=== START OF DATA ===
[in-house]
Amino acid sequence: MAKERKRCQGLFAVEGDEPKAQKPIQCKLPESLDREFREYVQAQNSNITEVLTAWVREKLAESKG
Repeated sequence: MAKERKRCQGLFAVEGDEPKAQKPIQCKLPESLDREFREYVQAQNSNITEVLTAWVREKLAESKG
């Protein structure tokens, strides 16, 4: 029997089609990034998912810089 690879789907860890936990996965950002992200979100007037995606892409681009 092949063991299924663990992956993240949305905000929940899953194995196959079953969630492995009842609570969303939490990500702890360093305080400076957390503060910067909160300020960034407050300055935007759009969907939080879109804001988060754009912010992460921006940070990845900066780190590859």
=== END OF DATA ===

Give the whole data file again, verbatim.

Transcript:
[in-house]
Amino acid sequence: MAKERKRCQGLFAVEGDEPKAQKPIQCKLPESLDREFREYVQAQNSNITEVLTAWVREKLAESKG
Repeated sequence: MAKERKRCQGLFAVEGDEPKAQKPIQCKLPESLDREFREYVQAQNSNITEVLTAWVREKLAESKG
């Protein structure tokens, strides 16, 4: 029997089609990034998912810089 690879789907860890936990996965950002992200979100007037995606892409681009 092949063991299924663990992956993240949305905000929940899953194995196959079953969630492995009842609570969303939490990500702890360093305080400076957390503060910067909160300020960034407050300055935007759009969907939080879109804001988060754009912010992460921006940070990845900066780190590859």